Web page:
10 October 2016

More Evidence of Our Clusterf%$# in Syria

The US remains focused largely on its credibility in the Syrian conflict.

There are no meaningful goals, it promulgates fictions and allies itself with a state sponsor of terrorism (the House of Saud) as well as al Qaeda affiliate al Nusra (now Fateh al-Sham) in an increasingly incoherent quest by parts of the US state security apparatus (Dod &CIA) to overthrow the Assad regime while other elements are making half hearted efforts at damage mitigation.

It has created a situation where Bashir al Assad is the best alternative available for the US, the EU, and anyone not interested in the thousand year old great game between Shia and Sunni Muslims, which is a pretty good indication of just how thoroughly this pooch has been screwed.

And now we have some more repercussions of our failure to have any policy beyond mindless dick swinging, as Russia and Turkey have signed a gas pipeline deal, a part of a significant rapprochement between the two regimes:
The Russian and Turkish leaders have agreed to intensify military and intelligence contacts after a meeting in Istanbul.

President Vladimir Putin also said he and Recep Tayyip Erdogan had agreed on the need for aid to get to the northern Syrian city of Aleppo.

The two countries have signed a deal to construct two pipelines to send Russian gas under the Black Sea to Turkey.

Ties were strained after Turkey downed a Russian military jet last year.

But speaking at a joint news conference with Mr Putin, Mr Erdogan said he was confident that the normalisation of relations would take place rapidly.

Unlike Russia, Turkey is a member of Nato, but both countries currently have uneasy relations with the West and are also facing economic challenges.


This is a developing alliance defined as much by what Turkey and Russia oppose as by what unites them.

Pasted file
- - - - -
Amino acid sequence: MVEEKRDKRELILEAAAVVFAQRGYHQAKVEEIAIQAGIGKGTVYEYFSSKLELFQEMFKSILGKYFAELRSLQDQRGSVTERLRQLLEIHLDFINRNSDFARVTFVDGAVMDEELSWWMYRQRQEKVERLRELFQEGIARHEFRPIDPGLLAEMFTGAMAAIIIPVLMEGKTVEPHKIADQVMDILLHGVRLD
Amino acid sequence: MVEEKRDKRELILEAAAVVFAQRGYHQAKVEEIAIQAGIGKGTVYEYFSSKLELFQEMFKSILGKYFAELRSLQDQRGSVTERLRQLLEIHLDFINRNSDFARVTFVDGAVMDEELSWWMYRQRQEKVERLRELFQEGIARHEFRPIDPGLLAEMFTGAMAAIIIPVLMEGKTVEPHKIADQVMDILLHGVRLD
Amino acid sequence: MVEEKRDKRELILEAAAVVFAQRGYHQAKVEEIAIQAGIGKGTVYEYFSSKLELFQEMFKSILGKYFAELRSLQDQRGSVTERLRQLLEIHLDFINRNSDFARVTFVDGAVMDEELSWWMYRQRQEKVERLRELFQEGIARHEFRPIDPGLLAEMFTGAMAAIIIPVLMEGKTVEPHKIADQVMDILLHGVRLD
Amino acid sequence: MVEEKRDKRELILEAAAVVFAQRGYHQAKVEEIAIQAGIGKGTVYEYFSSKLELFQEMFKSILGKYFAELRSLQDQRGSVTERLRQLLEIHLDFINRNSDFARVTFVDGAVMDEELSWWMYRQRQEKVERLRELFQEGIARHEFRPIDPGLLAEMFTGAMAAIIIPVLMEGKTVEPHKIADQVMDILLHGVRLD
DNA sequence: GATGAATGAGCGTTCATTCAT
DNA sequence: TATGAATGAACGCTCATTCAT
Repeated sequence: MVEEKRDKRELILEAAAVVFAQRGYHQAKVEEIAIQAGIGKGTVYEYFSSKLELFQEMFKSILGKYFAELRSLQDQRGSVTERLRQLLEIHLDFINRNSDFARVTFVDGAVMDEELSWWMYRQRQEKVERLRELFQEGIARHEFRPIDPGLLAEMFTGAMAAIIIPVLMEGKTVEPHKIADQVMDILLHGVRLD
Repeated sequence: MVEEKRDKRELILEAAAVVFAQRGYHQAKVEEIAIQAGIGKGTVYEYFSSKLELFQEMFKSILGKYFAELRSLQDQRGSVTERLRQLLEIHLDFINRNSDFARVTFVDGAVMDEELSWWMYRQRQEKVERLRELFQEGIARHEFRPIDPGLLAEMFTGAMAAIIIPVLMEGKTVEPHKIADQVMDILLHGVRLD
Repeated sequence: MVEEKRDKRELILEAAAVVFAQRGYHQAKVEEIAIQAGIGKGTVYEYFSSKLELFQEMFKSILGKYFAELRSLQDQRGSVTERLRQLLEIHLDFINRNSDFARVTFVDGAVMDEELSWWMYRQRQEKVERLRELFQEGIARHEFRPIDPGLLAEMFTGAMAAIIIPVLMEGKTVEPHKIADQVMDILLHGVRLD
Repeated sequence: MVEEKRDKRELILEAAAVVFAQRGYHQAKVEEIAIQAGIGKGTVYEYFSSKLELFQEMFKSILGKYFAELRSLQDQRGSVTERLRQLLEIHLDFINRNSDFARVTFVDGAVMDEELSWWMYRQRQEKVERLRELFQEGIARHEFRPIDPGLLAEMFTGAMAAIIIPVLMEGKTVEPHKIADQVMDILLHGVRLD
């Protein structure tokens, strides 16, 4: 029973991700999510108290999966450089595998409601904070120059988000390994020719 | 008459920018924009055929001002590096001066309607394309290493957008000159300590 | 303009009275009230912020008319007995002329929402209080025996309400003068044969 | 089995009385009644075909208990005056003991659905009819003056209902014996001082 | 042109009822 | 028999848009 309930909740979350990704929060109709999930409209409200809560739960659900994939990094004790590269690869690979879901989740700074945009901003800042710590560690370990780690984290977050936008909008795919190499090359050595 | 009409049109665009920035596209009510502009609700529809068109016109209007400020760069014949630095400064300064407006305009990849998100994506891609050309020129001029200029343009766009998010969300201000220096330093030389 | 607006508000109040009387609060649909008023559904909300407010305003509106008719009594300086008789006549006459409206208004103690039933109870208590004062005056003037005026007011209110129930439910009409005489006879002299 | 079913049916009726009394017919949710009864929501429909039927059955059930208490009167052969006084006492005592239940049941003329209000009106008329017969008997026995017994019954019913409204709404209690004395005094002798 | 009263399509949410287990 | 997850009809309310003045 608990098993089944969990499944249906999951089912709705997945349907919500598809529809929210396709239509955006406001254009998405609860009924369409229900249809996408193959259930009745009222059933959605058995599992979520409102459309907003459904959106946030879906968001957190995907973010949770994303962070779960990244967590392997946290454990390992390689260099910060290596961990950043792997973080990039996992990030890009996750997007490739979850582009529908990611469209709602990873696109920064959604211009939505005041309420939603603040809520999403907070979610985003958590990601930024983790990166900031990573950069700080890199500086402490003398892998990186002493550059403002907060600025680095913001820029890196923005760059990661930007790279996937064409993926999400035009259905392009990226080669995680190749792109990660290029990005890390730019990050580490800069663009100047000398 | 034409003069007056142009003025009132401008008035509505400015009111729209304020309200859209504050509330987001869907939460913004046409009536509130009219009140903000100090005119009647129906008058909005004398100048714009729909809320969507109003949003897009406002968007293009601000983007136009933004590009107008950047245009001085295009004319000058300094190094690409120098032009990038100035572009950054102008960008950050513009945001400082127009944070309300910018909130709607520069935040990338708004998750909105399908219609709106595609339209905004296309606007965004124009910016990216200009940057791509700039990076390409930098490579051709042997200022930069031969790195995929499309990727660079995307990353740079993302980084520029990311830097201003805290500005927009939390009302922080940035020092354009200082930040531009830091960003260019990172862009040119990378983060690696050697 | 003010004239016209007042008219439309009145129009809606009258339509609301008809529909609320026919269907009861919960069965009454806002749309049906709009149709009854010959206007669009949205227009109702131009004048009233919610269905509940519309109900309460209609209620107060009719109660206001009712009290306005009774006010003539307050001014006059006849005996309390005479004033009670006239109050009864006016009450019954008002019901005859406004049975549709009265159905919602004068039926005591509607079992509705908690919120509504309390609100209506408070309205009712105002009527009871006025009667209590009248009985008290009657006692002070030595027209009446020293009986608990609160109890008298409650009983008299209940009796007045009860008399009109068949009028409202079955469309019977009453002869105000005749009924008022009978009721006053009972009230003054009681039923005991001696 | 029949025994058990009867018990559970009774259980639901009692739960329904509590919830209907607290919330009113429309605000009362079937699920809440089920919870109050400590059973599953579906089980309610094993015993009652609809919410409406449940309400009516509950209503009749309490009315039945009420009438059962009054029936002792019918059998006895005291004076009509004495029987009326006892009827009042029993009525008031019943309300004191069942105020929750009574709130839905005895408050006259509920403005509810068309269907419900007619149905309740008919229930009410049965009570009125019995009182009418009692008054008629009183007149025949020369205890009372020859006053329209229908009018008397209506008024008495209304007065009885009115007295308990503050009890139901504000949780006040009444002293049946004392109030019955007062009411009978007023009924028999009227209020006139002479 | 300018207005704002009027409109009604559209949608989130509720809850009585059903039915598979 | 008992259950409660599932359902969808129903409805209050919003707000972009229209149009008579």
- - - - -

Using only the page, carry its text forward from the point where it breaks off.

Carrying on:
Both feel isolated. Both have taken a decidedly authoritarian turn in their politics. Both have significant tensions with Washington. And both have strategic stakes in Syria with Moscow and Ankara well aware of the need to deal with the other if these interests are to be protected.

It's something of a rapid reversal though. Less than a year ago Turkey shot down a Russian warplane and relations went into the freezer. But self-interest, notably Turkey's "post-coup attempt" resentment at Washington and the shifting balance of military advantage in Syria, gives this unlikely pairing a certain logic.


One pipeline will be for Turkish domestic consumption, the other will supply southeastern Europe, bypassing Ukraine.
(emphasis mine)

This is a lose-lose for the United States.

In addition to Syria going pear shaped, it means that the situation in the Ukraine has moved against the US agenda.

Russia, at far smaller cost, has been far more successful in both Syria and the Ukraine, and they have done so because they have realistically defined their essential interests, and only taken those actions that directly benefit those interests.

By contrast, US efforts have been a toxic mix of hubris and incompetence.


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